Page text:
Abubakar was at Prestige Bookshop in September for a reading of Season of Crimson Blossoms. He also did a book signing. He also had an in-depth discussion on who his literary influences were and how they had shaped his writing.

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Ayobami Adebayo visited Prestige Bookshop in February of this year. Her debut novel, Stay With Me, was warmly received. This story of a young couple navigating the challenges they face in their early marriage is a page-turner. Set against a political backdrop of the dictatorship of the Abacha years, this novel about love, loss, and family unearthed the fine line between tradition and modernity. Adebayo’s visit at the bookshop was a highlight of the new year. She gave practical advice to would-be writers and emphasized the importance of new voices to raise African literary flags.

Prestige Bookshop can’t wait to host many more writers.

Visit our Website.

Here are some more photos.

 

 

About the Writer:

Winnie Ochieng’ works at Prestige Bookshop, Nairobi.

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About Otosirieze Obi-Young

View all posts by Otosirieze Obi-Young
Otosirieze Obi-Young is a writer, journalist, & Deputy Editor of Brittle Paper. The recipient of the inaugural The Future Awards Prize for Literature in 2019, he sits on the judging panels of The Miles Morland Writing Scholarships and of The Gerald Kraak Prize. He is Nonfiction Editor at 14, Nigeria’s first queer art collective, which has published volumes including We Are Flowers (2017) and The Inward Gaze (2018). He is Curator at The Art Naija Series, a sequence of e-anthologies of writing and visual art focusing on different aspects of Nigerianness, including Enter Naija: The Book of Places (2016), which explores cities, and Work Naija: The Book of Vocations (2017), which explores professions. His work in queer equality advocacy in literature has been profiled in Literary Hub. His fiction has appeared in The Threepenny Review and Transition. He has completed a collection of short stories, You Sing of a Longing, is working on a novel, and is represented by David Godwin Associates literary agency. He has an M.A. in African Studies and a combined honours B.A. in History & International Studies/English & Literary Studies, both from the University of Nigeria, Nsukka. He taught English in a private Nigerian university. Find him at otosirieze.com, where he accepts writing and editing offers, or on Instagram or Twitter: @otosirieze. When bored, he Googles Rihanna.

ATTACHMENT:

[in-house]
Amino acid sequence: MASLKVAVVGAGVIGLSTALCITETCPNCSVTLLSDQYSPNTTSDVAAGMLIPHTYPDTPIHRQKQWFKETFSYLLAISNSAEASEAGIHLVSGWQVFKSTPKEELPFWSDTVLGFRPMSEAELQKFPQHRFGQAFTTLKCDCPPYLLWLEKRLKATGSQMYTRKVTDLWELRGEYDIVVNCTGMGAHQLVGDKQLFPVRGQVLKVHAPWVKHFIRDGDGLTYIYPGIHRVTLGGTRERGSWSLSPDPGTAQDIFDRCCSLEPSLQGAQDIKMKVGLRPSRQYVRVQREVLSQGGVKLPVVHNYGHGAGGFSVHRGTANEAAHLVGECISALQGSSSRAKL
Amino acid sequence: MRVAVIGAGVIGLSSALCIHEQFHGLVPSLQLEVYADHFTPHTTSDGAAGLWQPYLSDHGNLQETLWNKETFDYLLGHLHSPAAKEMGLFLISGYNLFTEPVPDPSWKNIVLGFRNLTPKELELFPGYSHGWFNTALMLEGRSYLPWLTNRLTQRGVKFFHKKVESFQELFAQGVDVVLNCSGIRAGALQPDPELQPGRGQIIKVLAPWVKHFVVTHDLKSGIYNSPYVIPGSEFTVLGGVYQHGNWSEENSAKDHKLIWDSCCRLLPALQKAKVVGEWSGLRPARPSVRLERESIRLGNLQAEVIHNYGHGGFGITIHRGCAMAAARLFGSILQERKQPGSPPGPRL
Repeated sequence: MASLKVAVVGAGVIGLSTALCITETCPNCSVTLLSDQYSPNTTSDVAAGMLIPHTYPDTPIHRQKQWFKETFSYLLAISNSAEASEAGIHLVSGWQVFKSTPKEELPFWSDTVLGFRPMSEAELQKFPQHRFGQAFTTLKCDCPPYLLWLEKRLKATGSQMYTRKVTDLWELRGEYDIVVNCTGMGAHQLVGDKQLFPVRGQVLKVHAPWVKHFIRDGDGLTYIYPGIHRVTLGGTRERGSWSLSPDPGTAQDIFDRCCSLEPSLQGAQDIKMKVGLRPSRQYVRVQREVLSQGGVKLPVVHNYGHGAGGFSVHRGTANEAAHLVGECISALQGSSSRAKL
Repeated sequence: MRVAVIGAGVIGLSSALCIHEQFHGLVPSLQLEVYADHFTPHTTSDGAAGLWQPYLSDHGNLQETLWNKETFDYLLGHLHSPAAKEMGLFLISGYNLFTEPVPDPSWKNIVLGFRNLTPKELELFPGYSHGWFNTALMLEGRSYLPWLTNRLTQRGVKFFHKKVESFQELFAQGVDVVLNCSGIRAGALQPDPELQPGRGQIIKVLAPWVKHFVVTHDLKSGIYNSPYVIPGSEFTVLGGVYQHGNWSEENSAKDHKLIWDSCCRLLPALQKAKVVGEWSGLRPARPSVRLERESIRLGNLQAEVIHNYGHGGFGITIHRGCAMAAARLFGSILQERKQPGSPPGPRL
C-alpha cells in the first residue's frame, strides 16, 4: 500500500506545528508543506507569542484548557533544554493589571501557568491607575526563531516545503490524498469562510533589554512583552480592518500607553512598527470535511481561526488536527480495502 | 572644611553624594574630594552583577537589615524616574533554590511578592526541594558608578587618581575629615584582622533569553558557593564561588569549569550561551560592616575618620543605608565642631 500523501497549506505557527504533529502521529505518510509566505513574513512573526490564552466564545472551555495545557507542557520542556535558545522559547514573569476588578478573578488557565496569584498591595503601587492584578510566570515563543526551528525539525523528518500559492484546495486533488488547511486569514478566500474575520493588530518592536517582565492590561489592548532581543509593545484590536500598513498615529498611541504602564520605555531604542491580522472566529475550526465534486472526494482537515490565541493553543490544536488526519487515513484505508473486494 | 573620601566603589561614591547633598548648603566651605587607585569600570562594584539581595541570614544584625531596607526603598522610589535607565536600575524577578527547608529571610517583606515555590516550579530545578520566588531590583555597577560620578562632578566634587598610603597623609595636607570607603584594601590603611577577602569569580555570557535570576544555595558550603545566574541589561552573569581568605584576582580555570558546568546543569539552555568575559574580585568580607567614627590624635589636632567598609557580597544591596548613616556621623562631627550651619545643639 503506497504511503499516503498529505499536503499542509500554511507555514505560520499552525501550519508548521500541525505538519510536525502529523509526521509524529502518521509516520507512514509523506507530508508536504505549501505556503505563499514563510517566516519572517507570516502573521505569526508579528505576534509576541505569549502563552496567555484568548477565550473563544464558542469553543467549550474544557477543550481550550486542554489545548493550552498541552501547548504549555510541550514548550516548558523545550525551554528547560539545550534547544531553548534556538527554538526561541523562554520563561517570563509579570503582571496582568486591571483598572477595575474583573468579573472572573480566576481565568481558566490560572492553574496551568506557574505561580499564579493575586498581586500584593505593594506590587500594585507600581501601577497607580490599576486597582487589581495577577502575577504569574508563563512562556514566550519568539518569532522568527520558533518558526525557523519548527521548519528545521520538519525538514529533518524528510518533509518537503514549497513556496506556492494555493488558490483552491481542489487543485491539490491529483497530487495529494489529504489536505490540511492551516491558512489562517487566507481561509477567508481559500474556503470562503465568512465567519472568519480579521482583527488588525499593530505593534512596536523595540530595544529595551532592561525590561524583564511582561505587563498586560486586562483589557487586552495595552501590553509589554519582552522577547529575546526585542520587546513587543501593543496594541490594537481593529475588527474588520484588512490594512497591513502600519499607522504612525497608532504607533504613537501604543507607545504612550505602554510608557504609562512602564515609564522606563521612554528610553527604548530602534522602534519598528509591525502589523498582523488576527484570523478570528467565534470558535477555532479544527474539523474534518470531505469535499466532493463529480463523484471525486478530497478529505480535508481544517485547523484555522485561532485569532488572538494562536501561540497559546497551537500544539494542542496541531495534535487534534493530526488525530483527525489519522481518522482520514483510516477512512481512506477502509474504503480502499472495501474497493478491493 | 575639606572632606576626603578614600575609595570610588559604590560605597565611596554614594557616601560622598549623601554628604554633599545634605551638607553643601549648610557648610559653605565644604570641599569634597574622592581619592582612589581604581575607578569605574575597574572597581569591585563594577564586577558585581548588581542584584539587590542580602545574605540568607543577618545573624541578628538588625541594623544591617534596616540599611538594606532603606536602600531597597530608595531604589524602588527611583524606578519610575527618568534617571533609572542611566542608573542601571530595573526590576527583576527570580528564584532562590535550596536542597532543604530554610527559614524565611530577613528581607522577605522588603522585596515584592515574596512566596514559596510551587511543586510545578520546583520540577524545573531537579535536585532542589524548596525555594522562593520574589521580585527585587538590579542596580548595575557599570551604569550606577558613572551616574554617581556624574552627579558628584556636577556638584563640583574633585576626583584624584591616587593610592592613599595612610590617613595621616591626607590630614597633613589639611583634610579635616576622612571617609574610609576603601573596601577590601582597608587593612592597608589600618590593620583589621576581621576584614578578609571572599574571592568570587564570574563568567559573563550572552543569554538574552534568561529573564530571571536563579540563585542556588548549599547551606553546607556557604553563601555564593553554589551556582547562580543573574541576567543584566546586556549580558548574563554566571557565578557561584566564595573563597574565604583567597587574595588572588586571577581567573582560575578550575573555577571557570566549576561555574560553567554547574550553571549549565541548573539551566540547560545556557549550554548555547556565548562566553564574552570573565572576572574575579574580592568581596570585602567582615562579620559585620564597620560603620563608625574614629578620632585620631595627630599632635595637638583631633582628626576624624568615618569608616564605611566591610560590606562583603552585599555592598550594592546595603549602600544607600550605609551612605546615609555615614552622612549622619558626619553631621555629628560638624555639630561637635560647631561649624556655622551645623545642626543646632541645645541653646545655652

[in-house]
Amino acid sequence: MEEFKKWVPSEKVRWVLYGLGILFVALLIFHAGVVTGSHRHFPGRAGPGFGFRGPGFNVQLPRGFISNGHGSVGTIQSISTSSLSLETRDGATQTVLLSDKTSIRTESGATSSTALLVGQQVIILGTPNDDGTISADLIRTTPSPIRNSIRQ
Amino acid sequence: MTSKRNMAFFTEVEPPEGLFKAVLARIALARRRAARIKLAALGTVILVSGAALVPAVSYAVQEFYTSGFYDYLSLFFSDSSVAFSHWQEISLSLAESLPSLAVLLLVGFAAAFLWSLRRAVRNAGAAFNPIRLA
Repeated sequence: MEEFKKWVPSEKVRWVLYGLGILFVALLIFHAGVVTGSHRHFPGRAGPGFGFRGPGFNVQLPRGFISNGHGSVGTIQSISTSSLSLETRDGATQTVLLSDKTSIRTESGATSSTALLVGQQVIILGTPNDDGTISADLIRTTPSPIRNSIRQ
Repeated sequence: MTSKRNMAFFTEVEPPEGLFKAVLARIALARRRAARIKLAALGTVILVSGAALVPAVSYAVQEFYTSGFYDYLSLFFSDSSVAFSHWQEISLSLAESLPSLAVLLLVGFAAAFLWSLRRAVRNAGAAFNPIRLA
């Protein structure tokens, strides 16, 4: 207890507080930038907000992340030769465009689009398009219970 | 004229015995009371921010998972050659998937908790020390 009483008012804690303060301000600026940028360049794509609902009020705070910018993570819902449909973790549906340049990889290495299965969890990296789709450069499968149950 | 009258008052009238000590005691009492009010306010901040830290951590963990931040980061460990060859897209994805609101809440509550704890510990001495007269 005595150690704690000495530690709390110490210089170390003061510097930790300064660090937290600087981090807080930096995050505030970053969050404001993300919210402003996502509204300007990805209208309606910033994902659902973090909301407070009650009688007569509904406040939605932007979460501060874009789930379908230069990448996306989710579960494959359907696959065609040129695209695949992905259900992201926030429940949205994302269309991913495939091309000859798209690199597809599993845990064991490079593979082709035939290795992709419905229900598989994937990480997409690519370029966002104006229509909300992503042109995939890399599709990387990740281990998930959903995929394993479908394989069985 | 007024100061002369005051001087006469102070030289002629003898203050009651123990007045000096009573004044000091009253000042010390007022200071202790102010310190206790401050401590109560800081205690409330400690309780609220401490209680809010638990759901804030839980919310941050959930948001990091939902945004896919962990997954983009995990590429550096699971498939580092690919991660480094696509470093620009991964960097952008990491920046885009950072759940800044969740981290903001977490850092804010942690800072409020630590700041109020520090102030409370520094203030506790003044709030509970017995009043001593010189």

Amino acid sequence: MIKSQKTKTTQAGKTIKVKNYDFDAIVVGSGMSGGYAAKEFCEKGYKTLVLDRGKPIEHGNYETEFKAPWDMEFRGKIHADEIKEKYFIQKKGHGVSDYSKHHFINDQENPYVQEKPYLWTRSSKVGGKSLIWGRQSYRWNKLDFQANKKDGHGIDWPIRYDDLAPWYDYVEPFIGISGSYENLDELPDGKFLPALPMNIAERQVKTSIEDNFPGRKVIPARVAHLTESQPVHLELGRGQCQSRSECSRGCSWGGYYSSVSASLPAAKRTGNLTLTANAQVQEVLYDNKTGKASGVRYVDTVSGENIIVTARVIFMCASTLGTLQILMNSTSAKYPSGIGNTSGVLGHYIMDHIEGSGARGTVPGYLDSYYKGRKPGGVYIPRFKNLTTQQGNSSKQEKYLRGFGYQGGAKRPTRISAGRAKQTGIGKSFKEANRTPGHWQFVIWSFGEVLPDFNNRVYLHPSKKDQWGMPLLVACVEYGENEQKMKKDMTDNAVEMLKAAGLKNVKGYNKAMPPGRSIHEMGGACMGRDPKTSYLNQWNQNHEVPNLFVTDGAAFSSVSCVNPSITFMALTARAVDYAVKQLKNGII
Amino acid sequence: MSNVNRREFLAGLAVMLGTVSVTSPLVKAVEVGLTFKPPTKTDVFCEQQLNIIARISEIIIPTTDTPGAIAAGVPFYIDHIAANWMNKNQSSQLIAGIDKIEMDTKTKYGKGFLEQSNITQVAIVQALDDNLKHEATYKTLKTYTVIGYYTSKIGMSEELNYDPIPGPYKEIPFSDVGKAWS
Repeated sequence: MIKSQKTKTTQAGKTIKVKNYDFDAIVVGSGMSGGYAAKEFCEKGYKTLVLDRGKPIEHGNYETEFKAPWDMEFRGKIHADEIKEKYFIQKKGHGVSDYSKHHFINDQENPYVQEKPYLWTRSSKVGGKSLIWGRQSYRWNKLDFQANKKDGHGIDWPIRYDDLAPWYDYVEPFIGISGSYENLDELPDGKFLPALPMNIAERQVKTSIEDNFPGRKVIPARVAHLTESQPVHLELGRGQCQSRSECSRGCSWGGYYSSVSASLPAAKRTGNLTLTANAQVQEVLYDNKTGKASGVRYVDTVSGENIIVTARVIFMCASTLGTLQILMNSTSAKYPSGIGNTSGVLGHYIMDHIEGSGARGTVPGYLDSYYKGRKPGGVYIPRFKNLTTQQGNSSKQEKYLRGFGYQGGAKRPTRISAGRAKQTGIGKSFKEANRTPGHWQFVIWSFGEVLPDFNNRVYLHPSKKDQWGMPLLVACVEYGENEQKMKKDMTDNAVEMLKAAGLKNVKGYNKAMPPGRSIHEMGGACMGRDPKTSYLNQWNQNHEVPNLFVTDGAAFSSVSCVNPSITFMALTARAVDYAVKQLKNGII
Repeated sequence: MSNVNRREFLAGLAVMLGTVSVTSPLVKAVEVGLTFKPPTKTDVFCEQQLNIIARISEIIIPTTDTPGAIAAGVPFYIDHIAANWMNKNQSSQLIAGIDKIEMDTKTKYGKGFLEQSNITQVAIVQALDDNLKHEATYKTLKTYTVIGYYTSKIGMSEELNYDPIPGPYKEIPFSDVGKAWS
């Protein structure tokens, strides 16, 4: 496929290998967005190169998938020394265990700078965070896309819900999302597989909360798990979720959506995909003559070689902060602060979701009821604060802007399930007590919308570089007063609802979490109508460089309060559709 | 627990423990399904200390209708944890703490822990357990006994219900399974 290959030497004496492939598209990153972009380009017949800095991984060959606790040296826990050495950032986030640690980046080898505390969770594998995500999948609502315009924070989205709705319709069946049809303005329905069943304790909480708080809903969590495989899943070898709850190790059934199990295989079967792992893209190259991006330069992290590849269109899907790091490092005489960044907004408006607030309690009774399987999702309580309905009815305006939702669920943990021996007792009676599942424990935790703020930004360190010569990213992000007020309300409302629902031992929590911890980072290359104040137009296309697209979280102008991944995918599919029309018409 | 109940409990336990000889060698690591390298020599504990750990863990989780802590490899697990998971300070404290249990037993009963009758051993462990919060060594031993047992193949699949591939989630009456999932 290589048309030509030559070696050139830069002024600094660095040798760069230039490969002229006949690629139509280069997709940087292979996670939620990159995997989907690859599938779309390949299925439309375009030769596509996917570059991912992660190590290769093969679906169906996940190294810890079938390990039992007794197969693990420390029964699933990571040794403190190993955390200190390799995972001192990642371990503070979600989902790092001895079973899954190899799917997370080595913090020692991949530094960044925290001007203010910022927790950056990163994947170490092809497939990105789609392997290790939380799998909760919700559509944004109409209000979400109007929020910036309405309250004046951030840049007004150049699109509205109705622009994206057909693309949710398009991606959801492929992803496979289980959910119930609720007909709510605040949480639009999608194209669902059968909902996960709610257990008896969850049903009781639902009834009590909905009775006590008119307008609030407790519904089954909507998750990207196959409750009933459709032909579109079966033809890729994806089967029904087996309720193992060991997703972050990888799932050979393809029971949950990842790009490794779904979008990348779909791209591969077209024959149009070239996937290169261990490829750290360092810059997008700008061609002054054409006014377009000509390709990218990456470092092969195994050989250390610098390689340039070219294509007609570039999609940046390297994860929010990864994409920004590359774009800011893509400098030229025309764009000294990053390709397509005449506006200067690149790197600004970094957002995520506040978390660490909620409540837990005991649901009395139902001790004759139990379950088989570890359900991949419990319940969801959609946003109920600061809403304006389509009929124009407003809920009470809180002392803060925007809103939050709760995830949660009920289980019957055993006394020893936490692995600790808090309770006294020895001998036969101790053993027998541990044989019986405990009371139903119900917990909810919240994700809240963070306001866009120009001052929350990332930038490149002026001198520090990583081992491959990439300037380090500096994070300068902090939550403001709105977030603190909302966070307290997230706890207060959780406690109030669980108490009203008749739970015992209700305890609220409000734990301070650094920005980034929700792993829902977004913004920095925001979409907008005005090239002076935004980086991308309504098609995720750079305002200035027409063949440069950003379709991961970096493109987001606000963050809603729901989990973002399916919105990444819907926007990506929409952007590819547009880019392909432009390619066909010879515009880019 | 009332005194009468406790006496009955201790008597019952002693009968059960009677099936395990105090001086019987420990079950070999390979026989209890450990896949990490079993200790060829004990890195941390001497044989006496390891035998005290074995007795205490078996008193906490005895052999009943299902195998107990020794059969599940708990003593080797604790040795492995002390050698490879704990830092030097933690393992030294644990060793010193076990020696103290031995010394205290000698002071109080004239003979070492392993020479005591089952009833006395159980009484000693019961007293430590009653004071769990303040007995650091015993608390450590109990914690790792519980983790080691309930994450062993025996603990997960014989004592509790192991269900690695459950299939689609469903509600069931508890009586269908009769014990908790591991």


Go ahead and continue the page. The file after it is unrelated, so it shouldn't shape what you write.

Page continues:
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  1. Peter Kimani’s “Dance of the Jakaranda” to make Nairobi splash. - September 24, 2018

    […] Friday, September 28 with another signing at the Prestige Bookshop on Mama Ngina Street which has gotten a name as a mecca for African writing in recent times. That event will be on from […]